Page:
Also watch out for this guy:
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Old Jun 25, 2014, 11:00 AM   #18
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I love it when Apple solves problems before they are even problems.
This has always been a problem though. Many times you can tell based on fingerprints on the screen or even a regular camera. Glass is just easier way to snoop
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Old Jun 25, 2014, 11:06 AM   #19
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I always thought this about CCTV near Chip&Pin pads in supermarkets.
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Old Jun 25, 2014, 11:08 AM   #20
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You mean what people used to do years ago with their cellphone camera to play prank at school? Wow.
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Old Jun 25, 2014, 11:12 AM   #21
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Don't worry about your iOS passcodes, worry about your credit card PINs. The new chip-and-PIN standard coming to the US puts all responsibility for unauthorized purchases on the cardholder, and this underscores how easy it is for a thief to learn your PIN.
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Old Jun 25, 2014, 11:15 AM   #22
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Wait until Google Glass gets a little fancier.. they'll be stealing a lot more than Passwords.

Inventing something like Touch ID is mandatory unfortunately (or fortunately). Once they develop algorithms they'll be able track people. If you walk to work everyday, G Glass can pick out what people do. For example, if G Glass picks out a man who always stops at Starbucks at 850am. You know he's not home at that time. You know he's about to make a transaction. He may be on social media at that time. Lots of data, becomes a target for theft.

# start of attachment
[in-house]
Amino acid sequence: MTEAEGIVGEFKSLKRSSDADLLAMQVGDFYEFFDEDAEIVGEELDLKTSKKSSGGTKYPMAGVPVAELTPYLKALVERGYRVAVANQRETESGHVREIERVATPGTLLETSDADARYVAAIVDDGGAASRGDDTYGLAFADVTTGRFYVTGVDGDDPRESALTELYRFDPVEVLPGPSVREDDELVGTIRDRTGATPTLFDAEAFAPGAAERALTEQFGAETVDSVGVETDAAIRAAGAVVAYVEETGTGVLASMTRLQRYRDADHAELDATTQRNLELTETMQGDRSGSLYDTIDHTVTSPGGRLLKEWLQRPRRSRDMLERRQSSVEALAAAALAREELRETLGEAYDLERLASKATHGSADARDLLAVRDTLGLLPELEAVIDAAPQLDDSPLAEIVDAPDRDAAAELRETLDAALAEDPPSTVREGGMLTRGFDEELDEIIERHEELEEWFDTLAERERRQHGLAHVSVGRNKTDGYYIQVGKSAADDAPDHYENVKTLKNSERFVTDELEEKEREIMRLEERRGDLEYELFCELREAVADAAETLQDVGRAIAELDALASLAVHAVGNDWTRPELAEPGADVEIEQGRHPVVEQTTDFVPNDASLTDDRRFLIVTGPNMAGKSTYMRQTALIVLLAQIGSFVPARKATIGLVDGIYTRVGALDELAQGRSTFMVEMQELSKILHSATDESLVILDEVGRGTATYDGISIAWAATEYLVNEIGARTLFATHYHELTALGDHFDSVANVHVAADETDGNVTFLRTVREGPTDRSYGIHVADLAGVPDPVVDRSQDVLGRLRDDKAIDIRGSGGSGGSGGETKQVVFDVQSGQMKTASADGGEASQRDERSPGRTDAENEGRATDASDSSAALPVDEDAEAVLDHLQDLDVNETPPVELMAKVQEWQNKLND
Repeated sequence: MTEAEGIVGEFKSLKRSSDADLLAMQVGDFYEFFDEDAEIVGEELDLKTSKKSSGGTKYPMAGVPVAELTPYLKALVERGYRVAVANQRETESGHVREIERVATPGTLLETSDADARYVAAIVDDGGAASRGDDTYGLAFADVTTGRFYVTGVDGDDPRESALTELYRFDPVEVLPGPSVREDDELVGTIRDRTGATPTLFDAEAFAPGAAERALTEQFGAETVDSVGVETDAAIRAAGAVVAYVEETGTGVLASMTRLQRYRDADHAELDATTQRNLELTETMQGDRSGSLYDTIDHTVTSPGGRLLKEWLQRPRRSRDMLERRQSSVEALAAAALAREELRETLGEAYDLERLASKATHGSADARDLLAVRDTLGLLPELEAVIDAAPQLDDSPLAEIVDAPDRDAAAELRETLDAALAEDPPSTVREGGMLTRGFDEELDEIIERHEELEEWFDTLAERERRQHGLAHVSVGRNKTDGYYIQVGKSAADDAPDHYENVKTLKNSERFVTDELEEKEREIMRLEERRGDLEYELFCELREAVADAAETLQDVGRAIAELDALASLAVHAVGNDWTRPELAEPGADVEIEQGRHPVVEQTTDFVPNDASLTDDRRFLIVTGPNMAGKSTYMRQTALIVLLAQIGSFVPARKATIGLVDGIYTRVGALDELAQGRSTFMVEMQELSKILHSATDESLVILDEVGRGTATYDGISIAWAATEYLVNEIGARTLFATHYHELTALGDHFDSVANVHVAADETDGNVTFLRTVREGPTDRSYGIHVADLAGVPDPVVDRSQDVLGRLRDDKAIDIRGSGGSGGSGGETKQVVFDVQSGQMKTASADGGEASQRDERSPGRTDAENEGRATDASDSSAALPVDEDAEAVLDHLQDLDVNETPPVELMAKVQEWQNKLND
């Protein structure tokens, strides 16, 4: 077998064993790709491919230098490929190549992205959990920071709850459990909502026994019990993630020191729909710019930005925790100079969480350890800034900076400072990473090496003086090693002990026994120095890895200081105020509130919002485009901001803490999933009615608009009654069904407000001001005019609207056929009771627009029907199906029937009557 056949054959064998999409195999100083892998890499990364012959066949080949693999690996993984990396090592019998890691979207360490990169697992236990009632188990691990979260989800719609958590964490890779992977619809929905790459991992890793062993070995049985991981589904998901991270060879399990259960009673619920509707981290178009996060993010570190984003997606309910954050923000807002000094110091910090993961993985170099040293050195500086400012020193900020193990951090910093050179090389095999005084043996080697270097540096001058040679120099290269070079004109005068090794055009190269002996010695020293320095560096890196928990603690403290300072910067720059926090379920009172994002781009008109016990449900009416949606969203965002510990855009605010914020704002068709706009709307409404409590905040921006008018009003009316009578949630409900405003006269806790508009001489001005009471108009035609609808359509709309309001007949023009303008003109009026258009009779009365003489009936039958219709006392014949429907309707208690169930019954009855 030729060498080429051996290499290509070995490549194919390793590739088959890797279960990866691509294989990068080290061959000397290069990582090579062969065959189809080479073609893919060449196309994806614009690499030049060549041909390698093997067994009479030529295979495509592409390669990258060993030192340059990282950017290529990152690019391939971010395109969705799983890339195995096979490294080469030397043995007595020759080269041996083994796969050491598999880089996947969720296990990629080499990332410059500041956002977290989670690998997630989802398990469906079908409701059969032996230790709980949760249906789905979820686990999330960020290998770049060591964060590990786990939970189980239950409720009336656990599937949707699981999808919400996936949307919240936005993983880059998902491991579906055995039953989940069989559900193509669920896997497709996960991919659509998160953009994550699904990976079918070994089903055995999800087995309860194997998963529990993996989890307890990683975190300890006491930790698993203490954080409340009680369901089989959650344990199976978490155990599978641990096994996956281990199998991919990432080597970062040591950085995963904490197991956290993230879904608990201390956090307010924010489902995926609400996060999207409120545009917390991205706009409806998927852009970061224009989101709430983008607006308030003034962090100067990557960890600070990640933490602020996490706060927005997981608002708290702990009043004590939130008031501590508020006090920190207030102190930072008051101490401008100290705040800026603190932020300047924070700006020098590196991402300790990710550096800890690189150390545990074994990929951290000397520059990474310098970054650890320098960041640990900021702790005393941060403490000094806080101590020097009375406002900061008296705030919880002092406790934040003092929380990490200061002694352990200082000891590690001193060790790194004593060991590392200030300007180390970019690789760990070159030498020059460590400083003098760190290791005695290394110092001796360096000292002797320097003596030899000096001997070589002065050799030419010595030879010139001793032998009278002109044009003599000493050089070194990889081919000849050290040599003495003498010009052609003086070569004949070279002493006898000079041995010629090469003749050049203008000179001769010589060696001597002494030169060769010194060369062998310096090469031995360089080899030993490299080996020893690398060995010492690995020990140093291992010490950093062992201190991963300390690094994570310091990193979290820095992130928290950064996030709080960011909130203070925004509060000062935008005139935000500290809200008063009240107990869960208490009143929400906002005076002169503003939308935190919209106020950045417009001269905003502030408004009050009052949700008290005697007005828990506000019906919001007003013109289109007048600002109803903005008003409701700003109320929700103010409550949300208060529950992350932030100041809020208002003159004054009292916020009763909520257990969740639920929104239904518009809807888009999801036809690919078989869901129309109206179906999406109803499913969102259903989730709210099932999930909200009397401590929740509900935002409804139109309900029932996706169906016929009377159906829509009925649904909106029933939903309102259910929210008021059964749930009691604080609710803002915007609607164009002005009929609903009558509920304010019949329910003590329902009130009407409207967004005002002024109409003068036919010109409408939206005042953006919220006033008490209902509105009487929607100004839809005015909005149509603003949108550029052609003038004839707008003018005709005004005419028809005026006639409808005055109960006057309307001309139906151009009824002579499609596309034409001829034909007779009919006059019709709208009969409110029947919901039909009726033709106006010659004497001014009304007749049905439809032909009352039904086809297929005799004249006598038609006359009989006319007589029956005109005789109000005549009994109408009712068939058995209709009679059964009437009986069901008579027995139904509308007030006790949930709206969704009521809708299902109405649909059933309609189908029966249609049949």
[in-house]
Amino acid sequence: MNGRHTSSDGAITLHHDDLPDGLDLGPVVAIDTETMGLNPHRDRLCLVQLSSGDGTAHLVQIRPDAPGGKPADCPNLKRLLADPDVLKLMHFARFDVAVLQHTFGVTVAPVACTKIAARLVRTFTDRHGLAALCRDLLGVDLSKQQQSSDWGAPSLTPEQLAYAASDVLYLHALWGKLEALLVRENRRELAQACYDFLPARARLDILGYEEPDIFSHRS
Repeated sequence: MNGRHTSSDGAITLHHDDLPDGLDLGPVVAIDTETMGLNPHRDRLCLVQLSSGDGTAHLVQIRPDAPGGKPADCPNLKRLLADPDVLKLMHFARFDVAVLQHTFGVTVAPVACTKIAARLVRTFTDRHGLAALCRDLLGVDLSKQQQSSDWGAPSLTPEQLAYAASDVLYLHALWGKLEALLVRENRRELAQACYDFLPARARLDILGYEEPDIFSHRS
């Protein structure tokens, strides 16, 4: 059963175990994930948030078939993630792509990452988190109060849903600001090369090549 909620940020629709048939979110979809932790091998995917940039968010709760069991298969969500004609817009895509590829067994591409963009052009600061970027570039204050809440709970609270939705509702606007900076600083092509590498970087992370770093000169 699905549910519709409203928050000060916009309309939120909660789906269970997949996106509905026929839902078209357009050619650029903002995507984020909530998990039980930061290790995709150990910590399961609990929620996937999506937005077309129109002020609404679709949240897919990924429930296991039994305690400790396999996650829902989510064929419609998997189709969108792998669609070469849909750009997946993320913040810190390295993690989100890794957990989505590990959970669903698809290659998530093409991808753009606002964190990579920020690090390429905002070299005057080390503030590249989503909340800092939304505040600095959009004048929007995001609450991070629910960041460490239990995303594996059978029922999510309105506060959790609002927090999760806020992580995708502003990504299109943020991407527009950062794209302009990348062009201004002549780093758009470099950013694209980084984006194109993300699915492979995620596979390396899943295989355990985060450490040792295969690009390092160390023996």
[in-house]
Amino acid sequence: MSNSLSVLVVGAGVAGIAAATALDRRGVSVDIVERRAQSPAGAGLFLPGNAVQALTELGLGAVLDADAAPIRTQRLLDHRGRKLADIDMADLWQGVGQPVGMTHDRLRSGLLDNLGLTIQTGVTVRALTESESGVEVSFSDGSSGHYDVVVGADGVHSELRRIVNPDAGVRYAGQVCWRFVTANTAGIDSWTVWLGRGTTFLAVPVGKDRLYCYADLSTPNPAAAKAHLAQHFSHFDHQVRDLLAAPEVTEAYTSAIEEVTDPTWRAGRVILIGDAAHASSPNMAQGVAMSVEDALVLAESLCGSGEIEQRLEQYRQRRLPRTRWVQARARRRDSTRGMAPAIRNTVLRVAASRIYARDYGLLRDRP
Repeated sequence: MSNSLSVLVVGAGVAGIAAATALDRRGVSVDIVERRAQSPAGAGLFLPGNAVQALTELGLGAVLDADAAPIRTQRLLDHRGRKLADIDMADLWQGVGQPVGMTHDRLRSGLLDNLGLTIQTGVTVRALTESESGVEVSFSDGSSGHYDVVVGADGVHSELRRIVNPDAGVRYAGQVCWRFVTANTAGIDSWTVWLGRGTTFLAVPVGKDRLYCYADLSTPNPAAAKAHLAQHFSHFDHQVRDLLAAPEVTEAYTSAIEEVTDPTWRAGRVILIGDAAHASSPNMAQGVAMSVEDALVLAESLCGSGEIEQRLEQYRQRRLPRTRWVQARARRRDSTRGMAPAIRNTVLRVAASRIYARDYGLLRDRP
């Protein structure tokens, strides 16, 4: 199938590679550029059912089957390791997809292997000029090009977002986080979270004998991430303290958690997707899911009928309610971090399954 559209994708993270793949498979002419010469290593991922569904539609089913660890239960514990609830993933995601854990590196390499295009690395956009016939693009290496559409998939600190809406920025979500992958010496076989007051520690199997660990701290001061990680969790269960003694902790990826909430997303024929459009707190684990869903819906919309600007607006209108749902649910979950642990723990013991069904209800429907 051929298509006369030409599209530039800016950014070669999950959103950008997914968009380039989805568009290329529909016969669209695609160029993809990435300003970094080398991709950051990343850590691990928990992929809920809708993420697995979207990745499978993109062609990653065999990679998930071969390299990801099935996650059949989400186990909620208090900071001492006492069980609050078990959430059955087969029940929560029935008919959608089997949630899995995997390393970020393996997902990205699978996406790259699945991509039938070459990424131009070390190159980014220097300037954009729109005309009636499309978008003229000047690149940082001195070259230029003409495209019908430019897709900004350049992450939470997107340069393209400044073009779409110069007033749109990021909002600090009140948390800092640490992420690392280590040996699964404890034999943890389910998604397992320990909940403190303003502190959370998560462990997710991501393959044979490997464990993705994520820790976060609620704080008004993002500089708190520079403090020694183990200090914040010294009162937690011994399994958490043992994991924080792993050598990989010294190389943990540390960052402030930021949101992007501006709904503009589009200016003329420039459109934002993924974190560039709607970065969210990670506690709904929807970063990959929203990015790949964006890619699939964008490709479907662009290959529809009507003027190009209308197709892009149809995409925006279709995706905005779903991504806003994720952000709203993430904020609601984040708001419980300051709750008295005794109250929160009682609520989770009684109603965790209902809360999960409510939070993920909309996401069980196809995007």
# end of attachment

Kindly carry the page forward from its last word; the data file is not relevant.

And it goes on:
When normal people have access to AI algorithms, how we operate in the world will have to change. Touch ID is only the beginning.
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Old Jun 25, 2014, 11:16 AM   #23
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Originally Posted by Yakibomb View Post
This would be great, but I can imagine a large number of users would opt against this as it would increase the time required to login
Randomizing the positions of the numbers is an interesting idea. But it's not a good one for the reason you stated. The biometric approach (TouchID) is a better idea.

Making it harder to unlock your device = Fewer users locking their devices.
Making it easier to unlock your device = More users locking their devices.

Also, anyone who could see your screen when it asks for your unlock code would also see the key layout. Especially since you would enter your unlock code hesitantly.
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Old Jun 25, 2014, 11:18 AM   #24
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Don't worry about your iOS passcodes, worry about your credit card PINs. The new chip-and-PIN standard coming to the US puts all responsibility for unauthorized purchases on the cardholder, and this underscores how easy it is for a thief to learn your PIN.
I made a statement about this earlier. It doesn’t seem to have been an issue at all over here in the Uk.
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Old Jun 25, 2014, 11:19 AM   #25
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Great in theory, terrible in practice. Many people can type their passcode without even looking, or at the least very quickly because they know the sequence. If you increase the complexity, more people will opt to not use a passcode at all.

For a pure touch-based visual input method, using a gesture would probably be the hardest to for a machine to decipher from more extreme angles and distances. Otherwise Touch ID is the best choice.
The swype-style gesture unlock codes are probably the easiest for someone looking over your shoulder to remember.

IMO, Touch ID makes it easier to have a more complex passcode, because you only need to use it under certain circumstances (i.e. after a restart).